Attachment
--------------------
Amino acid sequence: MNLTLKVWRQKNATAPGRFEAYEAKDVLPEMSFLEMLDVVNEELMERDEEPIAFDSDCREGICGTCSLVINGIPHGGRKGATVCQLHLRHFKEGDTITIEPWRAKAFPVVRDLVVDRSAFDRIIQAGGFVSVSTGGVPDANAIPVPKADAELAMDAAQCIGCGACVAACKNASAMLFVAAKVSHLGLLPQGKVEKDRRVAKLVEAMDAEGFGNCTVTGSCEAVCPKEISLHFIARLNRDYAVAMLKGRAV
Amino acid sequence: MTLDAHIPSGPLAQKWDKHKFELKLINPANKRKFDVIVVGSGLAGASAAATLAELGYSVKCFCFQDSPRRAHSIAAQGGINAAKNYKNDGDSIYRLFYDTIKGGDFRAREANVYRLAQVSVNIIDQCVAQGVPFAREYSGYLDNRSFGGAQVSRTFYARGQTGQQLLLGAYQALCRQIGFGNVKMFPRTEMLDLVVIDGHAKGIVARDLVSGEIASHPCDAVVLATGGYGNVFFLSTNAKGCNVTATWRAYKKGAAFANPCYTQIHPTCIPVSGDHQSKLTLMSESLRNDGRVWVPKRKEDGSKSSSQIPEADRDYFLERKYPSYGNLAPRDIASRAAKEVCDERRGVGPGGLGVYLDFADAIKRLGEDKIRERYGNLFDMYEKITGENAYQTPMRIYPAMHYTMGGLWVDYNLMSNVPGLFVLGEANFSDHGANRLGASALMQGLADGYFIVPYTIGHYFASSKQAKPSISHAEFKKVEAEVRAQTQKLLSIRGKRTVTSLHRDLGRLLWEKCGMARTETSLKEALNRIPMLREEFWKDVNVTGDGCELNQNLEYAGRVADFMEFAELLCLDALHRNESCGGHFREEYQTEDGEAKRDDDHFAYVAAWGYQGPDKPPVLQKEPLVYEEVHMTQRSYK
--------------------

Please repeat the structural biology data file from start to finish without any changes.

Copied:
Amino acid sequence: MNLTLKVWRQKNATAPGRFEAYEAKDVLPEMSFLEMLDVVNEELMERDEEPIAFDSDCREGICGTCSLVINGIPHGGRKGATVCQLHLRHFKEGDTITIEPWRAKAFPVVRDLVVDRSAFDRIIQAGGFVSVSTGGVPDANAIPVPKADAELAMDAAQCIGCGACVAACKNASAMLFVAAKVSHLGLLPQGKVEKDRRVAKLVEAMDAEGFGNCTVTGSCEAVCPKEISLHFIARLNRDYAVAMLKGRAV
Amino acid sequence: MTLDAHIPSGPLAQKWDKHKFELKLINPANKRKFDVIVVGSGLAGASAAATLAELGYSVKCFCFQDSPRRAHSIAAQGGINAAKNYKNDGDSIYRLFYDTIKGGDFRAREANVYRLAQVSVNIIDQCVAQGVPFAREYSGYLDNRSFGGAQVSRTFYARGQTGQQLLLGAYQALCRQIGFGNVKMFPRTEMLDLVVIDGHAKGIVARDLVSGEIASHPCDAVVLATGGYGNVFFLSTNAKGCNVTATWRAYKKGAAFANPCYTQIHPTCIPVSGDHQSKLTLMSESLRNDGRVWVPKRKEDGSKSSSQIPEADRDYFLERKYPSYGNLAPRDIASRAAKEVCDERRGVGPGGLGVYLDFADAIKRLGEDKIRERYGNLFDMYEKITGENAYQTPMRIYPAMHYTMGGLWVDYNLMSNVPGLFVLGEANFSDHGANRLGASALMQGLADGYFIVPYTIGHYFASSKQAKPSISHAEFKKVEAEVRAQTQKLLSIRGKRTVTSLHRDLGRLLWEKCGMARTETSLKEALNRIPMLREEFWKDVNVTGDGCELNQNLEYAGRVADFMEFAELLCLDALHRNESCGGHFREEYQTEDGEAKRDDDHFAYVAAWGYQGPDKPPVLQKEPLVYEEVHMTQRSYK